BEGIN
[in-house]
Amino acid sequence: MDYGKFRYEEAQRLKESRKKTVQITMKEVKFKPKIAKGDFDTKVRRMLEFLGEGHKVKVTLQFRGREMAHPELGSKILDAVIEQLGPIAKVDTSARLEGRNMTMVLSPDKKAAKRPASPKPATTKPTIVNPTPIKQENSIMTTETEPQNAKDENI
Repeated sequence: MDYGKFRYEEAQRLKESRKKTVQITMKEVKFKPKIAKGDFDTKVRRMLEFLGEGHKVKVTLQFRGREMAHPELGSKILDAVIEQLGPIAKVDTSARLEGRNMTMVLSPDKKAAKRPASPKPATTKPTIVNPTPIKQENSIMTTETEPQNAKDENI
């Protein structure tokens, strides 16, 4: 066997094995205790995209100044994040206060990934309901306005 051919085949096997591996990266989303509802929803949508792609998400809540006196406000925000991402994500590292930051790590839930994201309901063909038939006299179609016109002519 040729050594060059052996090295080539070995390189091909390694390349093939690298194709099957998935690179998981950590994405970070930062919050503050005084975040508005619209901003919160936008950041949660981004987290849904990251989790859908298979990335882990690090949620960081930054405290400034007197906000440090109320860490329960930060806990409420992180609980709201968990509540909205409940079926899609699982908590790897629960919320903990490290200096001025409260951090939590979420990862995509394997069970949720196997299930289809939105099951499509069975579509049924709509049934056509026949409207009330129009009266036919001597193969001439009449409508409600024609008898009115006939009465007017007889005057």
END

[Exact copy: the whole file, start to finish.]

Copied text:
[in-house]
Amino acid sequence: MDYGKFRYEEAQRLKESRKKTVQITMKEVKFKPKIAKGDFDTKVRRMLEFLGEGHKVKVTLQFRGREMAHPELGSKILDAVIEQLGPIAKVDTSARLEGRNMTMVLSPDKKAAKRPASPKPATTKPTIVNPTPIKQENSIMTTETEPQNAKDENI
Repeated sequence: MDYGKFRYEEAQRLKESRKKTVQITMKEVKFKPKIAKGDFDTKVRRMLEFLGEGHKVKVTLQFRGREMAHPELGSKILDAVIEQLGPIAKVDTSARLEGRNMTMVLSPDKKAAKRPASPKPATTKPTIVNPTPIKQENSIMTTETEPQNAKDENI
């Protein structure tokens, strides 16, 4: 066997094995205790995209100044994040206060990934309901306005 051919085949096997591996990266989303509802929803949508792609998400809540006196406000925000991402994500590292930051790590839930994201309901063909038939006299179609016109002519 040729050594060059052996090295080539070995390189091909390694390349093939690298194709099957998935690179998981950590994405970070930062919050503050005084975040508005619209901003919160936008950041949660981004987290849904990251989790859908298979990335882990690090949620960081930054405290400034007197906000440090109320860490329960930060806990409420992180609980709201968990509540909205409940079926899609699982908590790897629960919320903990490290200096001025409260951090939590979420990862995509394997069970949720196997299930289809939105099951499509069975579509049924709509049934056509026949409207009330129009009266036919001597193969001439009449409508409600024609008898009115006939009465007017007889005057």